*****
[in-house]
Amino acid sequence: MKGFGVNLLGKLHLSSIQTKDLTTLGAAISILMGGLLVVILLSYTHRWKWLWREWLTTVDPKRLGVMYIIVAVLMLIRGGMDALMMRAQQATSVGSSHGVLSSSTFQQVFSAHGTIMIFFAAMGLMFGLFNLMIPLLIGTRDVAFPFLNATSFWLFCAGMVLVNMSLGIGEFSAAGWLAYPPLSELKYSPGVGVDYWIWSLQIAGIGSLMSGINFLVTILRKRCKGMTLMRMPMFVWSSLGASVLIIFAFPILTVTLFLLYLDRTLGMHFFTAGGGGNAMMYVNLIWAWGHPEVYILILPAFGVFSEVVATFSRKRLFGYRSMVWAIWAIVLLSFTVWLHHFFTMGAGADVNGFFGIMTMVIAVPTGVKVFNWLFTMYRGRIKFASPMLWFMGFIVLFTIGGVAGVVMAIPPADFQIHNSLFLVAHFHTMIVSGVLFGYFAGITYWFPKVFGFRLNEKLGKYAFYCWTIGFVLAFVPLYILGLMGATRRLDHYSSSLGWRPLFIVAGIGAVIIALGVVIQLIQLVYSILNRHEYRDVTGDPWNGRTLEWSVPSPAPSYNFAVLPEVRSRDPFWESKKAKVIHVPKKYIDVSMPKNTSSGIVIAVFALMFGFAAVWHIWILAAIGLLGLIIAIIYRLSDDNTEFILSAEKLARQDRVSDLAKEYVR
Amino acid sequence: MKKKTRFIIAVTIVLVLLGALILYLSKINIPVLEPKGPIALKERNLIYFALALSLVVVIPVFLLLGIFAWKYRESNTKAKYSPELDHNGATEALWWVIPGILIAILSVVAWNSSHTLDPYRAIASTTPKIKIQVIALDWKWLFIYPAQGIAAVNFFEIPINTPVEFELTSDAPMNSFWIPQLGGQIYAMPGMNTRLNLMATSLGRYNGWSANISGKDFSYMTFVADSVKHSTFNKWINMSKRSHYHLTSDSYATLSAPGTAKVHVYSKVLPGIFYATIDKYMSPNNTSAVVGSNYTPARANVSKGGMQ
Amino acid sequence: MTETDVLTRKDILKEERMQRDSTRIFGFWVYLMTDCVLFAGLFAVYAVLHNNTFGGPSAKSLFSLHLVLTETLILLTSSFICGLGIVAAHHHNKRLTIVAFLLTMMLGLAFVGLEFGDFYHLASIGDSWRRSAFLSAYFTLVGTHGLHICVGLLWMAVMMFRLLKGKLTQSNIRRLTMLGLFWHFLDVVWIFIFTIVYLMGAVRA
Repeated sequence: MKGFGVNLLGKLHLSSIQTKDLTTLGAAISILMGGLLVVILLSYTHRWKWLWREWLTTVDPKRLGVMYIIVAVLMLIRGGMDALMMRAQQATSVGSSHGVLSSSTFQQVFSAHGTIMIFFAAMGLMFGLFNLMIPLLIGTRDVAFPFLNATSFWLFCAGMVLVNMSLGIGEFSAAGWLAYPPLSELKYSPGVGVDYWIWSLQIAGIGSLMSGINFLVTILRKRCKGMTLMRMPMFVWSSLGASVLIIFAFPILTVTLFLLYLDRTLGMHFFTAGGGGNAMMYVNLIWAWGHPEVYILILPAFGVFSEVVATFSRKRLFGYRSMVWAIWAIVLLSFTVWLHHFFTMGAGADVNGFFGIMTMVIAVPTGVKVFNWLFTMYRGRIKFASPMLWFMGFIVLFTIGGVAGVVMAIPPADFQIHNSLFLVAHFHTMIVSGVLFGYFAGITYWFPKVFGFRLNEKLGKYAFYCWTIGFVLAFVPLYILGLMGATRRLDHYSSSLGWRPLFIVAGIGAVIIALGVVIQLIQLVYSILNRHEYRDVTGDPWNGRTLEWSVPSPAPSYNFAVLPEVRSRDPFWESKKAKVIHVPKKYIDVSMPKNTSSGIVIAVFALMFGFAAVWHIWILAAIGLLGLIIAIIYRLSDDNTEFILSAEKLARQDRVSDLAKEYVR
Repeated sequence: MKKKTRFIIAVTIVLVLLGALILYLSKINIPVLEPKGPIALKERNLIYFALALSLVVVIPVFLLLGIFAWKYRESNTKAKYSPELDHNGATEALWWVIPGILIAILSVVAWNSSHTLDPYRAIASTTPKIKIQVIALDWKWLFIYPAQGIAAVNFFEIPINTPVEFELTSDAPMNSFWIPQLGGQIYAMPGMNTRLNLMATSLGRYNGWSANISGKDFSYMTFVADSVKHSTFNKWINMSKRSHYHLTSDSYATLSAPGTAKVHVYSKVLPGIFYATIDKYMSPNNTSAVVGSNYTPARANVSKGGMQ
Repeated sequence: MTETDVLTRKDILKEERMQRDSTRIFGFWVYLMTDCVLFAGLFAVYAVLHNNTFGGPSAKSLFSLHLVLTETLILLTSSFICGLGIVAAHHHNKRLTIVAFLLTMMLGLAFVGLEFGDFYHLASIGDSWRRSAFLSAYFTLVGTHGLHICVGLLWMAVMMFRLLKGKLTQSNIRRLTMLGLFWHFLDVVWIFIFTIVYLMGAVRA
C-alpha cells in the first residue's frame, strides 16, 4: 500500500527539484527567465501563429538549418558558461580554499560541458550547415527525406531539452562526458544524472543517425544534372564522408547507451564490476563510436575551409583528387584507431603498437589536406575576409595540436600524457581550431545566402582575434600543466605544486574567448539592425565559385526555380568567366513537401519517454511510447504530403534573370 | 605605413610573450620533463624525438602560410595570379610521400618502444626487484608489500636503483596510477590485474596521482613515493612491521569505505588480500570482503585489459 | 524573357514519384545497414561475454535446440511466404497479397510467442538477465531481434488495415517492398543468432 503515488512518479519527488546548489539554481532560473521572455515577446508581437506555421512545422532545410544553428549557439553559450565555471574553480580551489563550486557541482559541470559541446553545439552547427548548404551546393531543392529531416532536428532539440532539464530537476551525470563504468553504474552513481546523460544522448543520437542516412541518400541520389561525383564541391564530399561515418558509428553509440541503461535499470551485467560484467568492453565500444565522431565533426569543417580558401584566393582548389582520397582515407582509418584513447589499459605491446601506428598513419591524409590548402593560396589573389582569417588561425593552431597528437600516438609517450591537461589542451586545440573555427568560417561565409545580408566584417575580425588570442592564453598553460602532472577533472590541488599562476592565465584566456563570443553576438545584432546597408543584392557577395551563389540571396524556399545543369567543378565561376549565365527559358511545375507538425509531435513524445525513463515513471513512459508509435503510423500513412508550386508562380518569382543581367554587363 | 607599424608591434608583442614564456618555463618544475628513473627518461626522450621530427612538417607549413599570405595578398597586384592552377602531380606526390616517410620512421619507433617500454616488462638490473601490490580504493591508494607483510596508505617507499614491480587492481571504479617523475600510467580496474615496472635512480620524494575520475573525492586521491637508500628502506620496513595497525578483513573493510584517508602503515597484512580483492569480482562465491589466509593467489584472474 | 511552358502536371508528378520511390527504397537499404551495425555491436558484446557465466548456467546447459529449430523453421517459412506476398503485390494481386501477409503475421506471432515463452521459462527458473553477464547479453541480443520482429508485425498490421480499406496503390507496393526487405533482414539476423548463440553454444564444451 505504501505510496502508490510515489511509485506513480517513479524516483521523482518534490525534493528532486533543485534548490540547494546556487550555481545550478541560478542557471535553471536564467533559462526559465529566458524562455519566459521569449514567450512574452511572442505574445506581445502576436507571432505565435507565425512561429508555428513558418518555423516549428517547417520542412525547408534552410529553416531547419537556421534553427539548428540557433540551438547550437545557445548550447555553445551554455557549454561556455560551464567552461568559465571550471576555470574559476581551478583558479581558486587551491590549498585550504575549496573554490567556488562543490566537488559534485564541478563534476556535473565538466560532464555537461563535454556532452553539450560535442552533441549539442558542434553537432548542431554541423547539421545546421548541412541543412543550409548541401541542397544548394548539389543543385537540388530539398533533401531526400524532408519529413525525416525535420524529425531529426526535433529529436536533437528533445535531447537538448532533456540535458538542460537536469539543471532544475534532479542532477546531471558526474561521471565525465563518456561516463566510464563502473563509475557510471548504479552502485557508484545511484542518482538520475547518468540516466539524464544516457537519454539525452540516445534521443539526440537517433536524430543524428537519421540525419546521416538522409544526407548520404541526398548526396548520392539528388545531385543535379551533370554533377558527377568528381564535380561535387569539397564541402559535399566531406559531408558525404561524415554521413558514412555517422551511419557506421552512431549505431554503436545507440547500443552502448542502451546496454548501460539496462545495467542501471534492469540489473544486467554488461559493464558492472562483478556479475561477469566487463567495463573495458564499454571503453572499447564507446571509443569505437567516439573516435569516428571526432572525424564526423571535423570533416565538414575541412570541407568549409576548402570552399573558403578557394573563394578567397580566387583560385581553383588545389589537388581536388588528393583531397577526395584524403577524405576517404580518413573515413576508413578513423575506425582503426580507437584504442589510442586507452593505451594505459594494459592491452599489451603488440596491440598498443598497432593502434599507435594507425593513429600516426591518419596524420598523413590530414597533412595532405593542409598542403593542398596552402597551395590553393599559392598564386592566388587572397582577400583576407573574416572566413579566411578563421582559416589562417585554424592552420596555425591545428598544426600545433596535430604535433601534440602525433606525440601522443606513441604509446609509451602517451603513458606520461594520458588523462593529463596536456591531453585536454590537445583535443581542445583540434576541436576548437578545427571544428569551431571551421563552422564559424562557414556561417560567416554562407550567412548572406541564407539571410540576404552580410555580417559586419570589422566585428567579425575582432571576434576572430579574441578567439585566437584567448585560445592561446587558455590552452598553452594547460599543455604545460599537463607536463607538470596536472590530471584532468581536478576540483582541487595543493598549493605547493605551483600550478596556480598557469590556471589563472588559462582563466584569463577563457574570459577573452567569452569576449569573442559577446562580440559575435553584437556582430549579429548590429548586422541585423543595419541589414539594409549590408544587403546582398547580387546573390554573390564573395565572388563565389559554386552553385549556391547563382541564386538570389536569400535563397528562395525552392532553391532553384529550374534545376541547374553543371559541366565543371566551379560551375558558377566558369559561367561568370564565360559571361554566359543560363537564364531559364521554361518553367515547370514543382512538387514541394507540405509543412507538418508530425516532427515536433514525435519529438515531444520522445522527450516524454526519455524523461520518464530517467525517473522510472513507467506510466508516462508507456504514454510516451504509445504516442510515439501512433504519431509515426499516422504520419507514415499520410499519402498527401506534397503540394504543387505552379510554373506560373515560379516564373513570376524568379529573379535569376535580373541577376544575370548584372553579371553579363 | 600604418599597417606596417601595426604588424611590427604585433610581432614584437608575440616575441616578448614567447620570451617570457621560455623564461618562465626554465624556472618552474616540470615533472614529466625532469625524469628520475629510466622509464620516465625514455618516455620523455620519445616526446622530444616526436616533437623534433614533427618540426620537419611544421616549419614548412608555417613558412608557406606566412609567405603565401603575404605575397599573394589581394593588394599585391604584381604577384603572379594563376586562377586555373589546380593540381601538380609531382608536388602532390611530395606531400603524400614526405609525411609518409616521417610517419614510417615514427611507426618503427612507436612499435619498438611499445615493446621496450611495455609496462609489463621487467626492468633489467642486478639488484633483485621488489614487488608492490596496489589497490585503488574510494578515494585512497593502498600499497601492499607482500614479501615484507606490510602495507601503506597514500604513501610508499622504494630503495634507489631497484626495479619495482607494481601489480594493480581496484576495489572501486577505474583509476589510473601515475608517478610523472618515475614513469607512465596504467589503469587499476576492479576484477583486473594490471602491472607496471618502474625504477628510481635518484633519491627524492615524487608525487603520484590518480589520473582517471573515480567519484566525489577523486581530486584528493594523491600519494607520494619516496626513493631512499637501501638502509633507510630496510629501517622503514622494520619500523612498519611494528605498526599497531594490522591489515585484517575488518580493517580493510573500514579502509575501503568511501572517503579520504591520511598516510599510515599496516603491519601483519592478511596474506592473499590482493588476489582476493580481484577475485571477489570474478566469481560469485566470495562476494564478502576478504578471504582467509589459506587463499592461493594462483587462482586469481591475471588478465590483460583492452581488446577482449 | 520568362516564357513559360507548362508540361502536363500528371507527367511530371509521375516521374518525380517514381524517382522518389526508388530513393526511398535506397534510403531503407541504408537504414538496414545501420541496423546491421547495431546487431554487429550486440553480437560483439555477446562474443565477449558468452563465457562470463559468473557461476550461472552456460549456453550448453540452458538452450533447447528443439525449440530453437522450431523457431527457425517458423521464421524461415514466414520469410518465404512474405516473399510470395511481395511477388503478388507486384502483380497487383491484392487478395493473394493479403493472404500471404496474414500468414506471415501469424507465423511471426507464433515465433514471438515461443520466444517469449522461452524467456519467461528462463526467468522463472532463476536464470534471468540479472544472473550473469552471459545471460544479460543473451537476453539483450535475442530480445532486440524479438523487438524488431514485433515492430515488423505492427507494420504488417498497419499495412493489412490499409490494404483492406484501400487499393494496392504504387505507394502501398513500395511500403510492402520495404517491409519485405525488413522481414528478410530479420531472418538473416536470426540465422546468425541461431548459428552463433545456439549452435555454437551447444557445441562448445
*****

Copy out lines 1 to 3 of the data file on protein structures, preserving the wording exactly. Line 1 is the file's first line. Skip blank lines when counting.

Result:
[in-house]
Amino acid sequence: MKGFGVNLLGKLHLSSIQTKDLTTLGAAISILMGGLLVVILLSYTHRWKWLWREWLTTVDPKRLGVMYIIVAVLMLIRGGMDALMMRAQQATSVGSSHGVLSSSTFQQVFSAHGTIMIFFAAMGLMFGLFNLMIPLLIGTRDVAFPFLNATSFWLFCAGMVLVNMSLGIGEFSAAGWLAYPPLSELKYSPGVGVDYWIWSLQIAGIGSLMSGINFLVTILRKRCKGMTLMRMPMFVWSSLGASVLIIFAFPILTVTLFLLYLDRTLGMHFFTAGGGGNAMMYVNLIWAWGHPEVYILILPAFGVFSEVVATFSRKRLFGYRSMVWAIWAIVLLSFTVWLHHFFTMGAGADVNGFFGIMTMVIAVPTGVKVFNWLFTMYRGRIKFASPMLWFMGFIVLFTIGGVAGVVMAIPPADFQIHNSLFLVAHFHTMIVSGVLFGYFAGITYWFPKVFGFRLNEKLGKYAFYCWTIGFVLAFVPLYILGLMGATRRLDHYSSSLGWRPLFIVAGIGAVIIALGVVIQLIQLVYSILNRHEYRDVTGDPWNGRTLEWSVPSPAPSYNFAVLPEVRSRDPFWESKKAKVIHVPKKYIDVSMPKNTSSGIVIAVFALMFGFAAVWHIWILAAIGLLGLIIAIIYRLSDDNTEFILSAEKLARQDRVSDLAKEYVR
Amino acid sequence: MKKKTRFIIAVTIVLVLLGALILYLSKINIPVLEPKGPIALKERNLIYFALALSLVVVIPVFLLLGIFAWKYRESNTKAKYSPELDHNGATEALWWVIPGILIAILSVVAWNSSHTLDPYRAIASTTPKIKIQVIALDWKWLFIYPAQGIAAVNFFEIPINTPVEFELTSDAPMNSFWIPQLGGQIYAMPGMNTRLNLMATSLGRYNGWSANISGKDFSYMTFVADSVKHSTFNKWINMSKRSHYHLTSDSYATLSAPGTAKVHVYSKVLPGIFYATIDKYMSPNNTSAVVGSNYTPARANVSKGGMQ